Unplug your Reunion at a Dude Ranch
Dude Ranches conjure up images of the open range, the bunkhouse and the chuck wagon – which is both fairly accurate and a long way from reality. However you imagine a dude ranch, it’s a great place for a reunion.
What exactly is a dude ranch? Basically, they’re ranches that take in paying guests – that’s why some are called guest ranches. The term “dude ranch” was coined early in the last century, when dude meant “city person.”
Today’s dude ranch is a place where groups can get out into the wilderness, but it’s not a one-ranch-fits-all proposition. Like hotels, ranches exist on a continuum from basic accommodations – the stereotypical bunkhouse or tent situation – to five-star luxury that just happens to be in a rather remote setting. Some dude ranches are like resorts that focus exclusively on hosting guests, others provide a more agritourist-like experience (where guests help out with ranch activities), and others provide a mix of lodging, food and traditional activities (e.g. horseback riding, hiking).
Why Have My Reunion at a Dude Ranch?
While a memorable reunion can be had just about anywhere, a ranch reunion offers some very special advantages. Your group can:
Unplug. Convenient as they are, our devices often get in the way of connecting with the very people we’ve come to see. At a ranch reunion, this problem can easily be remedied: Not only is the beautiful scenery apt to distract from screen time, many resorts only offer wi-fi (or get phone signals) at designated locations.
Have the place to yourself. Depending on the venue, groups as small as 10 people can book the entire property for themselves. Other ranches may be able to offer groups semi-secluded areas for their reunion.
Simplify planning. By hosting your reunion at a dude ranch, there’s less transportation and outside activities to organize. Plus, food is usually part of the package.
Enjoy the view. Dude ranches specialize in natural, unspoiled beauty.
Interact with animals. Dude ranches – even those that skew more toward resort and less toward working ranch – often provide animal-themed activities. Horseback riding is a popular draw, while others offer a chance to groom, feed, and care for a multitude of other species. Some even allow you to bring your own four-legged friends along.
Get a feel for the past. Traditional dude ranches gave guests a taste of cowboy life – serving authentic grub, singing old folk songs, and even providing a sample sized portion of cattle herding. This is still very much available, and it’s a fun and manageable way of bringing family or group history to life.
Top Five Things to Do on a Dude Ranch
With so many things to choose from, it can be hard to winnow down the list of dude ranch activities. Here are a few classics – and a few that might be a surprise:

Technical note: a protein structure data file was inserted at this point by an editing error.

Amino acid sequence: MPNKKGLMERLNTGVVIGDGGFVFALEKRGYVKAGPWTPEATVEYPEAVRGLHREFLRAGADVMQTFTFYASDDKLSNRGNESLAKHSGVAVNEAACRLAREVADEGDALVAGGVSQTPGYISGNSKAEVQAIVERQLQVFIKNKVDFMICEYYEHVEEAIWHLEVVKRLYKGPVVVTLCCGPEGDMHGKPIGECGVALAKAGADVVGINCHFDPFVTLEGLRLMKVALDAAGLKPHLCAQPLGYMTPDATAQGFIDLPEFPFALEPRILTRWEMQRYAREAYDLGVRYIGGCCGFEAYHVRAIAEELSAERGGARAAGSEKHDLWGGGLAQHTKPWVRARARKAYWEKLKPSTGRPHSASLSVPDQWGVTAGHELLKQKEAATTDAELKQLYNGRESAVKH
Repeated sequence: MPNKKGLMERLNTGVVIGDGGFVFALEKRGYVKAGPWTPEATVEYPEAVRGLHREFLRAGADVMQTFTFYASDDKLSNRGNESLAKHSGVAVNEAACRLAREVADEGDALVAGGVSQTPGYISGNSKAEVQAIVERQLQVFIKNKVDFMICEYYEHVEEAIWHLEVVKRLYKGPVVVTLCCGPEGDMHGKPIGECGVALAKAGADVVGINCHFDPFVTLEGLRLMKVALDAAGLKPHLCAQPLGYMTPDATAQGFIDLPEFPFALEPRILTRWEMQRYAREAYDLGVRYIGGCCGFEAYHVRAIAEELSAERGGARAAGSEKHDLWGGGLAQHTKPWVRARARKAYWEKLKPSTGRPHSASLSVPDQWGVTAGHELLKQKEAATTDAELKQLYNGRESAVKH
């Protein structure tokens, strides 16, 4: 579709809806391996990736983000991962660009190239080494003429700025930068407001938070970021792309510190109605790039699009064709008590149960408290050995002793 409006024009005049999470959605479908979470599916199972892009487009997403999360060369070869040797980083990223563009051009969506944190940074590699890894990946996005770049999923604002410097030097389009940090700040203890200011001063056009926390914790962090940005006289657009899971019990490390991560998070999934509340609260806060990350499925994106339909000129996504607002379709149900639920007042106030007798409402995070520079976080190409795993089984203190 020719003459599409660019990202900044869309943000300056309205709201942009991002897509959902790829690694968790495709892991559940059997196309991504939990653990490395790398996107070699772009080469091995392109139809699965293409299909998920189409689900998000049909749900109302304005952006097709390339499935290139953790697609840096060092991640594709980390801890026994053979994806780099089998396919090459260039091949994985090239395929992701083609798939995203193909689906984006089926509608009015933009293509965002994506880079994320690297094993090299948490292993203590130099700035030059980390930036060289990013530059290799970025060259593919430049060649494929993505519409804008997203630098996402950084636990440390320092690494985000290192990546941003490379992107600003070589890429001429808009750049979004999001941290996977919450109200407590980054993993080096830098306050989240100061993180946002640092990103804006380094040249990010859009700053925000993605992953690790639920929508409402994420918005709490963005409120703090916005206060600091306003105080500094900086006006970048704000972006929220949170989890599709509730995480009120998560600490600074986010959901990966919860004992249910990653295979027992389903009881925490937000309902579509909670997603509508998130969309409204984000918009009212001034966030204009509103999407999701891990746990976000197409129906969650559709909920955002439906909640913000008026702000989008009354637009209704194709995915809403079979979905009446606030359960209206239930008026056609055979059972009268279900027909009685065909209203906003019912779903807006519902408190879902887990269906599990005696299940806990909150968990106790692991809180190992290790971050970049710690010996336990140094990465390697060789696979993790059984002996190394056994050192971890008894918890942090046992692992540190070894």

Let the kids camp out. Sure, everyone can camp out all reunion long if they want to. But sometimes it’s more fun to send the younger ones off on a (safely supervised) adventure.
Get horsey. Horses have always been an important part of ranch life. Groups can watch exhibitions of team penning, gymkhana, and other horse-related skills, or they can have their own carriage or sleigh rides, riding lessons, and trail rides.
Get outside. Sports like tennis, fishing, shooting, hiking and mountain biking are all pretty common offerings. Some ranches also have facilities for golf, skiing, rafting, and boating. Of course, simply relaxing in a comfy spot is also a great way to get outside.
Pamper yourself. Most ranches aren’t the strictly “life-on-the-range” type. They also provide thoroughly modern and indulgent activities like massages, spas, yoga, and swimming.
Take a class. There’s more to a ranch reunion than horses! Some offer art, cooking, fitness, photography, and yoga classes. Many provide kids’ programs, too.
Dude Ranch Reunions Tips & Tricks
Schedule well in advance. Experts recommend a minimum of six to nine months out. A year is better for large or complicated reunions. The larger your group, the more time you should give the ranch to prepare for your arrival.
Summer is peak season. but spring and fall can be lovely. Some ranches are nearly inaccessible once snow falls; others turning to winter wonderlands.
Consider the available lodging and activity options and how they’ll fit with your group’s needs. It’s not unusual for one ranch to offer a large lodge, several cabins, and some other structures (yurts, tents, tipis, etc). If your group wants to stay in the same building, make sure this is something the ranch can provide. Also, make sure your choice of ranch hosts (or can partner with local providers for) all the activities your group is most interested in.
Dude ranches are usually all-inclusive, but double-check before you book.